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We are parents, too. We think traveling well and traveling with children shouldn’t be mutually exclusive. We have limited vacation time, and we’re not spending our few days of freedom in lousy hotels eating bad food. We know the world is full of wonderful resorts, cool urban escapes and far-flung lodges that can make our time with our kids count. We want it all, and we don’t think it should be so hard to find. So we’re going to share it with you.


What To Know Before You Go: Curaçao

Travel Journal

Travel Journal

Dispatches from around the world

What To Know Before You Go: Curaçao

Henley Vazquez

From blogger and globetrotter, Nubia DuVall Wilson, read on for everything you need to know about the colorful Dutch Caribbean island of Curaçao before your next trip.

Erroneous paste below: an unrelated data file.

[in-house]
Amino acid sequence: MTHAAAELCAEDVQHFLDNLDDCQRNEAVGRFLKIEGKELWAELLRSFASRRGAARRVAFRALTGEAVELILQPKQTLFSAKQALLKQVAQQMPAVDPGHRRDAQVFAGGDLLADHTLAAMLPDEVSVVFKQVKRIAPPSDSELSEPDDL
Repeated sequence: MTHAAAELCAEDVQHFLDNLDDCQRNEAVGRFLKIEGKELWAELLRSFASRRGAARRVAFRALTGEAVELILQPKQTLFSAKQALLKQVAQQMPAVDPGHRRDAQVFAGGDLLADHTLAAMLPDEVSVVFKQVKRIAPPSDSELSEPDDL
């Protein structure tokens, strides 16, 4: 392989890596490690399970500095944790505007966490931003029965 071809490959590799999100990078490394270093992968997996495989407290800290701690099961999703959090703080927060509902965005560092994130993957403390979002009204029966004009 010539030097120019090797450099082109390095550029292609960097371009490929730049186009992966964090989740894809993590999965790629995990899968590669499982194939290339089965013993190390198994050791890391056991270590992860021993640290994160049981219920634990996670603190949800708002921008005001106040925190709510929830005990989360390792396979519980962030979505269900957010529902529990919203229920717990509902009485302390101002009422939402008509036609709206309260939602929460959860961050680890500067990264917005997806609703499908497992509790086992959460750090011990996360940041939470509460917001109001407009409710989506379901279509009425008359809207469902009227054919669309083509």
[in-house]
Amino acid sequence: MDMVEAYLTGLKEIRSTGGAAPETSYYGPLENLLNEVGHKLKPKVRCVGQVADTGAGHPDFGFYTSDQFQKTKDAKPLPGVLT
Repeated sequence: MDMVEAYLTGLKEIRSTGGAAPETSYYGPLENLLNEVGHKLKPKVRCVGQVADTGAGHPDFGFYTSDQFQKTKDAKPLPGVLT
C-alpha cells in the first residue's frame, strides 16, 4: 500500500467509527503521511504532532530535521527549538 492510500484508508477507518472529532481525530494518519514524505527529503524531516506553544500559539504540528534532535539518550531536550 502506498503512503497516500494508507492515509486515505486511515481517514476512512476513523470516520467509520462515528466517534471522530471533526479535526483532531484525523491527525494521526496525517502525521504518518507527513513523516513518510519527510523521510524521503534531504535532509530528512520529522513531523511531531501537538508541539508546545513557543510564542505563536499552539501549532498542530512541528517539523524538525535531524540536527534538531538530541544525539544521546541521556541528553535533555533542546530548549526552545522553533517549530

Part of the Dutch ABC islands, Curaçao has long been overshadowed by its more popular sister Aruba, but that's all to change thanks to new direct flights from JetBlue. 

Queen Emma Bridge.  All photos courtesy Christopher J Wilson.  

Queen Emma Bridge. All photos courtesy Christopher J Wilson.  

Getting There & Around

Numerous airlines fly to Curaçao via Miami. In 2015, JetBlue was the first airline to offer non-stop flights and they are adding another flight in 2016, by popular demand. My two-year-old daughter loved having her own TV on JetBlue, which kept her entertained during the entire four-hour flight. On the other hand, my 13-month-old son needed a little more attention, but luckily the plane was filled with little ones as Curaçao is very family friendly.